OMNI’s trilingual cop drama ‘Blood and Water’ targets Chinese audience

TORONTO – TV cop dramas are a dime a dozen.

But OMNI’s new Vancouver-set crime series “Blood and Water” hopes to shatter expectations on several fronts: each episode is only half-an-hour long; its script is a mix of English, Mandarin and Cantonese; and it revolves around a rookie female detective coping with racial and generational hurdles, family issues, as well as a cancer diagnosis.

“There’s a lot about this show that isn’t conventional and yet at the same point in time it’s not non-linear or inaccessible,” says executive producer Diane Boehme.

“Inevitably people are going to hate or love what you do but I think it’s been very, very gutsy.”

Steph Song stars as ambitious detective Jo Bradley, who lands a huge case when the son of a wealthy, prominent Chinese family is found dead. Her scenes are largely in English.

The investigation into his murder draws Jo into his tight-knit, secret-riddled brood, and that’s where most of the Mandarin comes in.

OMNI’s parent company, Rogers, says the predominant spoken language is Mandarin, followed by English and then Cantonese. When Mandarin is spoken there will be English subtitles and when English is spoken there will be Chinese subtitles, in traditional and simplified characters.

Song says she was intrigued by the story and overall concept, and by Jo’s complex background — she was born in China but adopted as a toddler by a white Canadian professor who raised her in Vancouver. As a result, Jo’s notions of family and identity are constantly questioned and she struggles when faced with a case that plays on her insecurities.

“She understands the culture but she’ll never really understand it because it’s not the way she was brought up,” explains the Malaysian-born Song, who came to Canada at two months old and later moved to Australia.

“So this role was actually quite good for me because I could understand it, having not been brought up entirely Chinese. I’ve got relatives in Malaysia and relatives in Hong Kong and you know I do kind of wonder at the way they were brought up.”

Boehme notes the broadcaster is so confident in the series they’ve already ordered scripts for a second season. She says there’s keen interest to reach a growing audience underserved by conventional television.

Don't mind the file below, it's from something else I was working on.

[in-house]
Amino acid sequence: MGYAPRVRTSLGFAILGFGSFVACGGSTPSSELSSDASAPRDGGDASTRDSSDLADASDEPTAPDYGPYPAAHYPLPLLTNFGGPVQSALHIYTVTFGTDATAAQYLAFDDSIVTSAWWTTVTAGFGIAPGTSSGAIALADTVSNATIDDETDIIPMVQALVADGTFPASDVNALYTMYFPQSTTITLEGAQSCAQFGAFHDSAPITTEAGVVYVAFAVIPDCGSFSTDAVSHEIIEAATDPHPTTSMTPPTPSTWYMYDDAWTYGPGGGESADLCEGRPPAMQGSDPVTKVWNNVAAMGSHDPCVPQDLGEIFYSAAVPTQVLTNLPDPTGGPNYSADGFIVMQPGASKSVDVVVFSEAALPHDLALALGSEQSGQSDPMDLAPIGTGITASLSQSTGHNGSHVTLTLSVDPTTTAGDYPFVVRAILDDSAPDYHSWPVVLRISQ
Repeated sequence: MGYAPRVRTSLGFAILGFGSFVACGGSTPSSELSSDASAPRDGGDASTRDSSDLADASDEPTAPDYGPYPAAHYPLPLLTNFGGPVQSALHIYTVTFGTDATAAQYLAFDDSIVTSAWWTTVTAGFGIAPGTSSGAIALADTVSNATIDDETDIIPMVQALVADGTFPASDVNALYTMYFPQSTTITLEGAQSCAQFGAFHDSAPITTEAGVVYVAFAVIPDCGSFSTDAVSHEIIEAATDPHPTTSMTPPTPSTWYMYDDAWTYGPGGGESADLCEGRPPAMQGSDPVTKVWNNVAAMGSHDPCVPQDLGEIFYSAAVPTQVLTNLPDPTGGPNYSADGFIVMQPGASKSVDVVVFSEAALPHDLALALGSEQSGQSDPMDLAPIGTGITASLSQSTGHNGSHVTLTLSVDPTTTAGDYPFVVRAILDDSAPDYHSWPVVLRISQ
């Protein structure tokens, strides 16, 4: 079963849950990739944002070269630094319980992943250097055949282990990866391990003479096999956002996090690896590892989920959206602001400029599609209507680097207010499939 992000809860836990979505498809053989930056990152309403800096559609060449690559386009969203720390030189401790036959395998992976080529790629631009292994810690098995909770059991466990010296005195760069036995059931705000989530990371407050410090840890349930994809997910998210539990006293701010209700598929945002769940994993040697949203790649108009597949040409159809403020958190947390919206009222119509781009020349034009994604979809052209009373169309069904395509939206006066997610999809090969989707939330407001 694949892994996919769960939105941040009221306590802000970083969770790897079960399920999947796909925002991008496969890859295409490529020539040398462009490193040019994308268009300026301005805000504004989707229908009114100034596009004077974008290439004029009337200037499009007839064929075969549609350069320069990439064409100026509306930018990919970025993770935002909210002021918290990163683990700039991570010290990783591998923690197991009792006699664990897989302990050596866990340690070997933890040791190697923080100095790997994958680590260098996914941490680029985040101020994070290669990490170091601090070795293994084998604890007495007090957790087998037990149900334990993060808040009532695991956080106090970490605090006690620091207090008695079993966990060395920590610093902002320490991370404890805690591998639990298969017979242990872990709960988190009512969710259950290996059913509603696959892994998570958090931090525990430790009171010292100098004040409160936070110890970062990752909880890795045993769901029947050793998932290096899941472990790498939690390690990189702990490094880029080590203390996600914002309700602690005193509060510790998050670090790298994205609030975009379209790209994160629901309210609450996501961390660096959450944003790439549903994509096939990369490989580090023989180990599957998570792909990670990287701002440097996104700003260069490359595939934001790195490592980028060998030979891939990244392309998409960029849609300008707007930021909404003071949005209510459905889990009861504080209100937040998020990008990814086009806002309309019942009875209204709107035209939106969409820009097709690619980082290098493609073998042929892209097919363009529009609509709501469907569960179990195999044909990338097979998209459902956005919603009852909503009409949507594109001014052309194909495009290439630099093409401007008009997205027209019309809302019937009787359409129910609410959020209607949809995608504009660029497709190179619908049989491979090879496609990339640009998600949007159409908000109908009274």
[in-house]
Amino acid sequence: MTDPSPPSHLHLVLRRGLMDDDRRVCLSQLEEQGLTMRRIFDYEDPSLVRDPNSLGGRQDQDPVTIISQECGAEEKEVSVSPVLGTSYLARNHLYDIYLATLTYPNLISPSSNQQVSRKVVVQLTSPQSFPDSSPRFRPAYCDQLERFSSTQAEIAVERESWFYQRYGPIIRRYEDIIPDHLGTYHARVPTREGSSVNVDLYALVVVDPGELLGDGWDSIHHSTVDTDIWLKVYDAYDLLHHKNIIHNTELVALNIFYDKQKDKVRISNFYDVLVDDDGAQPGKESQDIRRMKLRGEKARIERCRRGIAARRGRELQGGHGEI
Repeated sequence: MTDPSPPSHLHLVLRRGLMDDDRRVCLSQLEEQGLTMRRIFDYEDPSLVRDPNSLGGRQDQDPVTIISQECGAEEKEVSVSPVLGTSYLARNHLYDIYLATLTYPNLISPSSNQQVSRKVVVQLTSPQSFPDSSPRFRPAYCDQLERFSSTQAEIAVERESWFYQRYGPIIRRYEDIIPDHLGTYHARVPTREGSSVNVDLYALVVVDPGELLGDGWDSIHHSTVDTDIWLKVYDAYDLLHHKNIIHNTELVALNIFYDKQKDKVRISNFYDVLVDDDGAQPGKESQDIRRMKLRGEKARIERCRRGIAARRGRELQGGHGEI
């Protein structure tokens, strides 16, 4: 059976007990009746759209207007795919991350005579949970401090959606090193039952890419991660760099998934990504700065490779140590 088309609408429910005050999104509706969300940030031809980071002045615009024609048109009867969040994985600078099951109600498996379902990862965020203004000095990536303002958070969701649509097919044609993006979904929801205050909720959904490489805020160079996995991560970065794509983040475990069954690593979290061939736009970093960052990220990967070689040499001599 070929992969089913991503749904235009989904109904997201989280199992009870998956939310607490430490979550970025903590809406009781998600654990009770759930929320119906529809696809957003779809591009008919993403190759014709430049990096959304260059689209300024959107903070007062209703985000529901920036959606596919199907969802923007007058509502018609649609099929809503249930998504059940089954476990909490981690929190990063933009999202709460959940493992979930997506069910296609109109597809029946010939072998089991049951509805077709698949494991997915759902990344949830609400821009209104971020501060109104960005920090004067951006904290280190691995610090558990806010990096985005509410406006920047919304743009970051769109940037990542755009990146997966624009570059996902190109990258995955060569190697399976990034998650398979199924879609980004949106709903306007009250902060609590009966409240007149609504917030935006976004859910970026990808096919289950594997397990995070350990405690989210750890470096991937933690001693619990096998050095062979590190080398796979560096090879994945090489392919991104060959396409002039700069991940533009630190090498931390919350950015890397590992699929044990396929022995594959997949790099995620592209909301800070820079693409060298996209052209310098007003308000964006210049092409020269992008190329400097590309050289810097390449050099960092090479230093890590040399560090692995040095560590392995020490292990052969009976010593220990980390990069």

“The reality is the demographics in Canada are shifting so significantly that the Mandarin speaking population is one of the biggest populations per year, it grows every year by a sizable margin,” she says, adding they are also pursuing sales overseas.

The other odd aspect of “Blood and Water” is its half-hour format, also ordered by Rogers. Boehme says the request initially threw producers for a loop.

“We sort of went, ‘Oh my God, a half-hour drama? What is that? What does that look like? What’s the rhythm of that? What’s the rhythm of the storytelling? Half-hours are typically comedies,” she notes.

“We did a bit of research and there really isn’t anything to go by so we kind of had to make that up as we went along…. We had to be very surgical and quite economical in certain ways because we had a lot of characters and a lot of stories to serve.”

In the end, she says she’s a fan of the unusual format.

“Because it’s a nice tasty little drama bit in this day of shortened attention spans, people watching on handheld devices — you’re in a waiting room, you’re waiting for a plane, you’re on a commute, whatever it turns out to be,” she says.

“It’s less of a commitment but hopefully engaging enough that you come back for more.”

The eight-part series premieres with two back-to-back episodes Sunday on the multicultural OMNI network, which has five television stations in British Columbia, Alberta and Ontario. Nationally, new episodes will be made available Mondays on

Co-stars include Peter Outerbridge of “Orphan Black,” Elfina Luk, Fiona Fu, Simu Liu, Oscar Hsu, Loretta Yu, Osric Chau, and Russell Yuen.

Song says it’s about time these issues are being explored on conventional television, noting they offer a refreshing change from caricatures or fringe parts more often handed to Asian actors.

“I’m really grateful that roles like this are being written. She’s a strong Asian female lead on a show in Canada. Isn’t that amazing?”

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